Be humble as a leader

Good leadership enables creative work. To be a good manager, you have to lead by example and create a fertile work environment. Be open-minded and approachable. Give your employees the feeling that they and their opinions are valued. When you talk to them about a problem, for example, listen to what they say. Don’t interrupt, and show them that you are willing to do whatever is necessary to bring about a resolution.

Authenticity is another important character trait in good leaders. Always share the progress of your work with your employees. It can be tempting to hide mistakes to make you appear to be a stronger leader, but, in fact, your default mode shouldn’t be secrecy. Candidly sharing the steps of the work process - especially when things go wrong - builds trust and respect with your employees. 

When hiring new staff, Catmull suggests hiring people who are smarter than you. Many leaders find this idea daunting, as they fear being replaced. But Catmull believes this is the only way to continually evolve as a company, as smart employees will bring new ideas and better problem-solving skills. Trust your employees, and they will trust you.

Problem-solving is also an integral part of management itself, and often demands creativity. “There is the problem you know you are trying to solve - think of that as an oak tree - and then there are all the other problems - think of these as saplings - that sprouted from the acorns that fell around it. And these problems remain after you cut the oak tree down,” says Catmull. So even when you’ve resolved one problem, there will still be others that need attention, so be open to continuously question your business practices.

Finally, always remember: successful companies are not only made from talented staff and creativity. A good bit of luck also helps, so embrace change in order to grow as a company.

Eight ways to collaborate successfully

It’s important to be open to other people’s views and to remain flexible as a company. It can be easy to believe that our own view is the only correct one, but when we think this way, we lose out on the chance to have a truly innovative business. Here are eight ways in which Pixar encourages continued successful collaboration and creativity:

  1. Dailies, or solving problems together. Every morning, a team’s work is shared and analyzed. In these meetings, be open, encouraging, and if you’re criticizing, do so in a constructive and respectful manner. Everyone shows incomplete work, which encourages people not to be embarrassed about their unfinished ideas.
  2. Research trips. Field trips are essential at Pixar to make a movie convincing. This is why, before starting work on “Ratatouille,” the team went to Paris and dined in Michelin-starred restaurants.
  3. The power of limits. Useful and visible limits can increase productivity. A useful way to see whether the limits you’re setting are too constricting is to ask yourself how these will aid in enabling people to respond creatively. If they won’t, that means your limits are too strict.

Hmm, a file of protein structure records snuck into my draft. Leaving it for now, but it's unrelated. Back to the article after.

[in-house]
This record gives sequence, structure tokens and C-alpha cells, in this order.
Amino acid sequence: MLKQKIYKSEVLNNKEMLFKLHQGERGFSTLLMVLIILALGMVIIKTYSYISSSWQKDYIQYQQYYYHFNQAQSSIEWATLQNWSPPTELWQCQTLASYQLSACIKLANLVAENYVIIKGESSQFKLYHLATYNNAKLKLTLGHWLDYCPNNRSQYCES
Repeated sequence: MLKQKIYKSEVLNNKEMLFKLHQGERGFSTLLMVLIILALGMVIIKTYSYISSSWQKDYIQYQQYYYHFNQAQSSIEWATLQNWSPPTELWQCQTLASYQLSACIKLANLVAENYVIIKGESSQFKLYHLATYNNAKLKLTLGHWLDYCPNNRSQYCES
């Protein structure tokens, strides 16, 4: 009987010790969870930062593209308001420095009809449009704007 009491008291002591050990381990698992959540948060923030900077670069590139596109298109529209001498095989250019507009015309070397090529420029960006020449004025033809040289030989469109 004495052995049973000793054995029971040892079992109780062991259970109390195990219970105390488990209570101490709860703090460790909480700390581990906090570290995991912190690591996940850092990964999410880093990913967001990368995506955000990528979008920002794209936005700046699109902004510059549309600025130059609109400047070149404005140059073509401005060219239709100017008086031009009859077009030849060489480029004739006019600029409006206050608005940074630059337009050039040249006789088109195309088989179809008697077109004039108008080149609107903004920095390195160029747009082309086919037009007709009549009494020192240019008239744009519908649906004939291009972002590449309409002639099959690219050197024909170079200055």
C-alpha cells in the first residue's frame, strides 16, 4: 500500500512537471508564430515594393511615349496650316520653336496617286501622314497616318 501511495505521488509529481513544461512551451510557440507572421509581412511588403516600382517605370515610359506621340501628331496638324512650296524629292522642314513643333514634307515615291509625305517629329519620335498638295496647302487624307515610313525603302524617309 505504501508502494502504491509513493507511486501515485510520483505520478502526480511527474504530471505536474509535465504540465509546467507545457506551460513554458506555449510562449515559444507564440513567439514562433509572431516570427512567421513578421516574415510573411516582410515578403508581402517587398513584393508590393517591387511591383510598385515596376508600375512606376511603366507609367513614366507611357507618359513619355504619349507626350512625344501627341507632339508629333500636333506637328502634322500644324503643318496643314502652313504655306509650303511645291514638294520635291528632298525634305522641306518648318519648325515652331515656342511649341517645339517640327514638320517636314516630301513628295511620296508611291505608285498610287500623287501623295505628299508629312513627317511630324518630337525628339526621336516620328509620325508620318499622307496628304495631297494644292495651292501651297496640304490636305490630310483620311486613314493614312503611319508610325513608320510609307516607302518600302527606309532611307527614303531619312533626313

4. Integrating technology and art. “Art challenges technology, technology inspires art,” said movie director John Lasseter. This echoes the diversity of teams: new challenges arise when engaging with people who are different, and challenges create innovation.
  5. Short experiments. Pixar’s short films are a way of experimenting and improving employee’s skills for bigger projects. This reflects the mentality of accepting mistakes as part of the work process, as no profit is made from these short films. These projects also reinforce Pixar’s focus on creativity.
  6. Learning to see. It is possible to learn how to set aside preconceptions and ignore biases when solving a problem. Working on a problem as a team helps to think outside the box and to not get stuck on a problem. 
  7. Postmortems. Shortly after the completion of each movie, meetings are held to discuss the finished project. By learning from past projects, working processes are constantly improved. This can also be a team building exercise: by allowing frustrations to be discussed in this setting, resentments do not have a chance to fester and impair future work.
  8. Continuing to learn. Pixar University offers drawing, sculpting and other creative courses for their employees. Apart from enhancing a variety of skills, these courses knit the teams closer together by, for example, putting programmers and artists in the same courses, and by teaching everyone to respect the work of their colleagues.

Final Notes

Whether you’re a fan of Pixar or not, as long as you value creativity, you will enjoy this book. Part memoir, part instruction manual to successful management, Catmull’s rich writing has engaged readers far and wide. George Lucas, creator of the “Star Wars” movies, is a fan as well, saying,: “What Ed Catmull shares is his astute experience that creativity isn’t strictly a well of ideas, but an alchemy of people. In Creativity, Inc. Ed reveals, with commonsense specificity and honesty, examples of how not to get in your own way and realize a creative coalescence of art, business and innovation.“

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Who wrote the book?

Edwin "Ed" Catmull is a computer scientist and current chairman of the animation studios at Pixar and Disney. As a scientist, he has contributed to several important developments in computer graphics. Edwin Catmull was born in Parkersburg, West Virginia. Born in a Mormon family, Catmull was the eldest of five brothers and, as a young man, served as a missionary in the New York City area of ​the 1960s. Earlier in life, Catmull found inspiration in Disney films such as Peter Pan and Pinocchio and dreamed of becoming a full-length animator. He even made animations using flip-b... (Read more)